** Progress in Earth and Planetary Science is the official journal of the Japan Geoscience Union, published in collaboration with its 50 society members.

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    • Progress in Earth and Planetary Science
    • Progress in Earth and Planetary Science
    • Progress in Earth and Planetary Science
    • Progress in Earth and Planetary Science
    • Progress in Earth and Planetary Science
    Progress in Earth and Planetary Science

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    Atmospheric and hydrospheric sciences


    Features of the Earth’s seasonal hydroclimate: characterizations and comparisons across the Köppen–Geiger climates and across continents

    Georgia Papacharalampous, Hristos Tyralis, Yannis Markonis, Petr Máca, Martin Hanel

    Comparative hydrology, Explainable machine learning, Hydroclimatic features, Köppen–Geiger climate classification, Precipitation, Seasonality, Streamflow, Temperature, Temporal dependence, Trends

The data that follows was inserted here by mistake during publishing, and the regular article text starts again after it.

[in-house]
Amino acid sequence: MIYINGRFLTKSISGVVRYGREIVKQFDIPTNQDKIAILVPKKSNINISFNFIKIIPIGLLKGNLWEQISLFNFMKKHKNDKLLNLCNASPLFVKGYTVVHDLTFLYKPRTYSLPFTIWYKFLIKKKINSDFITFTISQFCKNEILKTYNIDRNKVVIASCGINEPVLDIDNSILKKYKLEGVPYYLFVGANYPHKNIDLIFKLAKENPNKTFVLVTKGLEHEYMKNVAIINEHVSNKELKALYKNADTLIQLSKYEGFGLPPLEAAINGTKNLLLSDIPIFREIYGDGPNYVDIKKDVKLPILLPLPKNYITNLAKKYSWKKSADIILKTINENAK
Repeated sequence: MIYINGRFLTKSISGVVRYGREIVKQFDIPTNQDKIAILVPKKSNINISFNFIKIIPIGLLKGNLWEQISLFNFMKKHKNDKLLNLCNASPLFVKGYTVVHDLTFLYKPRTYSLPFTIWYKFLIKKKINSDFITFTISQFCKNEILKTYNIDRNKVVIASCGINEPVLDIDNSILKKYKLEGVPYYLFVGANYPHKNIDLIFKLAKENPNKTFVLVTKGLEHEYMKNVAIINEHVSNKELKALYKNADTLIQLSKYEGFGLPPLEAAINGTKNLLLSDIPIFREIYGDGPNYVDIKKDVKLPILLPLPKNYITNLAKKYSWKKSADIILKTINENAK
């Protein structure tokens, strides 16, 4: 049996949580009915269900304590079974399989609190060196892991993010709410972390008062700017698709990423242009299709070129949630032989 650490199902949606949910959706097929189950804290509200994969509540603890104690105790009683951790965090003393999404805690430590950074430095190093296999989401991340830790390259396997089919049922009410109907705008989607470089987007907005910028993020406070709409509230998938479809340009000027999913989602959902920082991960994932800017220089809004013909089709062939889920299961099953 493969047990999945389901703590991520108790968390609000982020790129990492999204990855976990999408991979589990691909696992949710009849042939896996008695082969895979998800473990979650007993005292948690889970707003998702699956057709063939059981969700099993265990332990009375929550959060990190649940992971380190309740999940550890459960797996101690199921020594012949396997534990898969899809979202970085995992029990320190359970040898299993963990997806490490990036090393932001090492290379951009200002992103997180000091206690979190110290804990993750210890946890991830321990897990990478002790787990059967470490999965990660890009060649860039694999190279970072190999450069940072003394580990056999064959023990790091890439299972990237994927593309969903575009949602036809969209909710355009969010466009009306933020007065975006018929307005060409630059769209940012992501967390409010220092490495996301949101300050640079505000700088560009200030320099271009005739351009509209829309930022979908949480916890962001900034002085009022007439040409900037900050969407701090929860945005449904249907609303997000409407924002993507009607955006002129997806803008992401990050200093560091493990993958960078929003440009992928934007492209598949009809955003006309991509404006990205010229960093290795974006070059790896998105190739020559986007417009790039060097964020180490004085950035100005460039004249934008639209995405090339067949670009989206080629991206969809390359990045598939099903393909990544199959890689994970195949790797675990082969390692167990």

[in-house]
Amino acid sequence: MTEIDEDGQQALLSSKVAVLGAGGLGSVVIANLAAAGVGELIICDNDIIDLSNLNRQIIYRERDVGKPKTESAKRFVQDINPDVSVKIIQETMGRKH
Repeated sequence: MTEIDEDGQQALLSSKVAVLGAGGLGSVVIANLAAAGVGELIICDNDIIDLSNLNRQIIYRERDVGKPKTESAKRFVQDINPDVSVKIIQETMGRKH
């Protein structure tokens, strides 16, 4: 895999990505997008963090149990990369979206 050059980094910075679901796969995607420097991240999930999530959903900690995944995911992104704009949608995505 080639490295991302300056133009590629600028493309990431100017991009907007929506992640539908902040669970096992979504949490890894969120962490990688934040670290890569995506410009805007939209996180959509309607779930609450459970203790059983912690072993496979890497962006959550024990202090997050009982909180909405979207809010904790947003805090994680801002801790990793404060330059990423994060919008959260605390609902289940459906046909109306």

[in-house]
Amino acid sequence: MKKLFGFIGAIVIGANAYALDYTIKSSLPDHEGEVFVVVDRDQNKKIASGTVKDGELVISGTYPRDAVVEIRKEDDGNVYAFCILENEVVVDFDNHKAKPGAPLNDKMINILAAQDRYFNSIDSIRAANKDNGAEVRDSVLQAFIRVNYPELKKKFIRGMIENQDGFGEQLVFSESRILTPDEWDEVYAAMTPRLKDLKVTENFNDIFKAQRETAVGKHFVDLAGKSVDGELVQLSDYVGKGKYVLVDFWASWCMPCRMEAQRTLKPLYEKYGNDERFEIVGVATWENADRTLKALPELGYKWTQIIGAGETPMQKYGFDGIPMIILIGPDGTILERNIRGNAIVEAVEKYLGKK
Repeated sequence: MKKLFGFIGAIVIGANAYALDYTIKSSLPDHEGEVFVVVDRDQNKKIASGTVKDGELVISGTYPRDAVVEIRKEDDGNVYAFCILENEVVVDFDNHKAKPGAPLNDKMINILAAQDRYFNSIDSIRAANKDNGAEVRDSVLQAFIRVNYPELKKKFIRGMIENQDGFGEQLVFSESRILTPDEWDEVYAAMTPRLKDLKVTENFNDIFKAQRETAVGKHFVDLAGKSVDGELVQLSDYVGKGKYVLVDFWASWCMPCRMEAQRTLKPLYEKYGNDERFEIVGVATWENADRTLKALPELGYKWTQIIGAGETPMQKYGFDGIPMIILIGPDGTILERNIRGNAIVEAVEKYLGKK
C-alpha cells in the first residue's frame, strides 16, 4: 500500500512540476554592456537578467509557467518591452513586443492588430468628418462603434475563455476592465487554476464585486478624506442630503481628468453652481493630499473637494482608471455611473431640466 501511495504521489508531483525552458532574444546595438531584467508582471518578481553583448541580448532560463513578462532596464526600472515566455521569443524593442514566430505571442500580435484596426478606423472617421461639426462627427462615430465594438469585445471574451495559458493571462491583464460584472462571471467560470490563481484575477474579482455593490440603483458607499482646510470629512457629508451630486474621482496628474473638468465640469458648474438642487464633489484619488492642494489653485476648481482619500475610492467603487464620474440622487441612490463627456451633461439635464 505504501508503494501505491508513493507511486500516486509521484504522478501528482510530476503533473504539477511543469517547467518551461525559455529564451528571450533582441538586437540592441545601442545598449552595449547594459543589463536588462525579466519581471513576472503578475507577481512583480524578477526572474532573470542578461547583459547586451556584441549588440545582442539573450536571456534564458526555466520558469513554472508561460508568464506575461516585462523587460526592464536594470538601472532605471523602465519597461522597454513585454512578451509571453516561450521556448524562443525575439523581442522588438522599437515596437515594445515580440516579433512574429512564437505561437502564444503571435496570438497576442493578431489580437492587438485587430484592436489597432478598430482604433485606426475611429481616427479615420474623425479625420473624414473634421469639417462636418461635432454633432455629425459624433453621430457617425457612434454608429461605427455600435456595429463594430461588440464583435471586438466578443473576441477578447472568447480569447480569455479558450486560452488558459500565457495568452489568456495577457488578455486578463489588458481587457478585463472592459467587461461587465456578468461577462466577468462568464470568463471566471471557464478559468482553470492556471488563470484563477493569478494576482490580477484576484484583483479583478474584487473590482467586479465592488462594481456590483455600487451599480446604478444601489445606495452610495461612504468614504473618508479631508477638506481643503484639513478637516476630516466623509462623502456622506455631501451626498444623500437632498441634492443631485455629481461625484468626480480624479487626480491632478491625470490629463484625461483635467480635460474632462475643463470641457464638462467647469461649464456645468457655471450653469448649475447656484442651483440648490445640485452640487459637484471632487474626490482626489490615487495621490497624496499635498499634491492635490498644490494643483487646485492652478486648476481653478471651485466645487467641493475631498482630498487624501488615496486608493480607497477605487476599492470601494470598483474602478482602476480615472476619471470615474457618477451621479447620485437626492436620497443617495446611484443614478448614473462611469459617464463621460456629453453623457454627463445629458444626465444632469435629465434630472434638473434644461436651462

Detailed investigations of time series features across climates, continents and variable types can progress our understanding and modelling ability of the Earth’s hydroclimate and its dynamics. They can also improve our comprehension of the climate classification systems appearing in their core. Still, such investigations for seasonal hydroclimatic temporal dependence, variability and change are currently missing from the literature. Herein, we propose and apply at the global scale a methodological framework for filling this specific gap. We analyse over 13,000 earth-observed quarterly temperature, precipitation and river flow time series. We adopt the Köppen–Geiger climate classification system and define continental-scale geographical regions for conducting upon them seasonal hydroclimatic feature summaries. The analyses rely on three sample autocorrelation features, a temporal variation feature, a spectral entropy feature, a Hurst feature, a trend strength feature and a seasonality strength feature. We find notable differences to characterize the magnitudes of these features across the various Köppen–Geiger climate classes, as well as between continental-scale geographical regions. We, therefore, deem that the consideration of the comparative summaries could be beneficial in water resources engineering contexts. Lastly, we apply explainable machine learning to compare the investigated features with respect to how informative they are in distinguishing either the main Köppen–Geiger climates or the continental-scale regions. In this regard, the sample autocorrelation, temporal variation and seasonality strength features are found to be more informative than the spectral entropy, Hurst and trend strength features at the seasonal time scale.